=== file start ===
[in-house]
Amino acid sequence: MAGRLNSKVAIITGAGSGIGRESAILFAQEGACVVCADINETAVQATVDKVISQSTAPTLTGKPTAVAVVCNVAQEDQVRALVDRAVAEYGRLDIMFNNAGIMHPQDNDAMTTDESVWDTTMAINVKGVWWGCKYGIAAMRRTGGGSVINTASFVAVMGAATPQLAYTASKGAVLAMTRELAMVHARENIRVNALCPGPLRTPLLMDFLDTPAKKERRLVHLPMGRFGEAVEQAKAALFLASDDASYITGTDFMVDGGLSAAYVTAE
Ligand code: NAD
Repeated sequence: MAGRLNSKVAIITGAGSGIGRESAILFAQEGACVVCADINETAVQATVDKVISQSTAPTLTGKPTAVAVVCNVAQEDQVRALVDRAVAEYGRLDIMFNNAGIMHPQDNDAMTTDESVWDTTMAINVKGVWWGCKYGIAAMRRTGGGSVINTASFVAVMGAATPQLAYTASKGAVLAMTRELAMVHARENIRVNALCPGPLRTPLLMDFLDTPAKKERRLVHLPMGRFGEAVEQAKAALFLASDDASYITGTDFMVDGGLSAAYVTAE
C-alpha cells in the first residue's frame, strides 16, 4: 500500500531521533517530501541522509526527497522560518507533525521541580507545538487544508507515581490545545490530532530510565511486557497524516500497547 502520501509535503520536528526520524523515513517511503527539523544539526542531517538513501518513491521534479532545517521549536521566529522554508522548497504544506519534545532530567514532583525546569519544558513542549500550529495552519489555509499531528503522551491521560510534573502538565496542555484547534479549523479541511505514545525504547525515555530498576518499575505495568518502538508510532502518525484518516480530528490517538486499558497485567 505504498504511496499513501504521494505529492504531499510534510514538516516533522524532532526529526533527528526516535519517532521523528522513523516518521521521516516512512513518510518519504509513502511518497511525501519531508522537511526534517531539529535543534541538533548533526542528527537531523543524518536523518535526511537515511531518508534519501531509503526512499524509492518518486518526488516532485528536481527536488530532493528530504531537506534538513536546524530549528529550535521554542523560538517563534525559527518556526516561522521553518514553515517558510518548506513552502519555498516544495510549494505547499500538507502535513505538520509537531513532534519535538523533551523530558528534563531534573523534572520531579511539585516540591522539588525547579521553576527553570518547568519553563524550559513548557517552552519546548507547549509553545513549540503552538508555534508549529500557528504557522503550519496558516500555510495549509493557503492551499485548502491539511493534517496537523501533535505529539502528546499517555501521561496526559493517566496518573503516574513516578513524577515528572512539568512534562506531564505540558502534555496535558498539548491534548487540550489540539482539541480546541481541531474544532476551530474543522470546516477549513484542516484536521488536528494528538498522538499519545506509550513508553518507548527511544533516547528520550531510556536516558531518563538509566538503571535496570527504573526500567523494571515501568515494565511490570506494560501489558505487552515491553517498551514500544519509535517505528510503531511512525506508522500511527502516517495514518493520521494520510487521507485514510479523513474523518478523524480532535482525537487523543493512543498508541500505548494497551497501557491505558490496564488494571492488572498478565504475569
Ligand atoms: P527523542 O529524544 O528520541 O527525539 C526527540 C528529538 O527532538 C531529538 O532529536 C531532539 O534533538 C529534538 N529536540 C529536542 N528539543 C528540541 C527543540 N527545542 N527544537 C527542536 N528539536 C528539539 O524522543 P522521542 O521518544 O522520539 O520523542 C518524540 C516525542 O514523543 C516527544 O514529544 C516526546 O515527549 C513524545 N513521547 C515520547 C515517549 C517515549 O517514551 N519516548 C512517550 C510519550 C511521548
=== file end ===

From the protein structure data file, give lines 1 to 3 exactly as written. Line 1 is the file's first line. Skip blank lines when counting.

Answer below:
[in-house]
Amino acid sequence: MAGRLNSKVAIITGAGSGIGRESAILFAQEGACVVCADINETAVQATVDKVISQSTAPTLTGKPTAVAVVCNVAQEDQVRALVDRAVAEYGRLDIMFNNAGIMHPQDNDAMTTDESVWDTTMAINVKGVWWGCKYGIAAMRRTGGGSVINTASFVAVMGAATPQLAYTASKGAVLAMTRELAMVHARENIRVNALCPGPLRTPLLMDFLDTPAKKERRLVHLPMGRFGEAVEQAKAALFLASDDASYITGTDFMVDGGLSAAYVTAE
Ligand code: NAD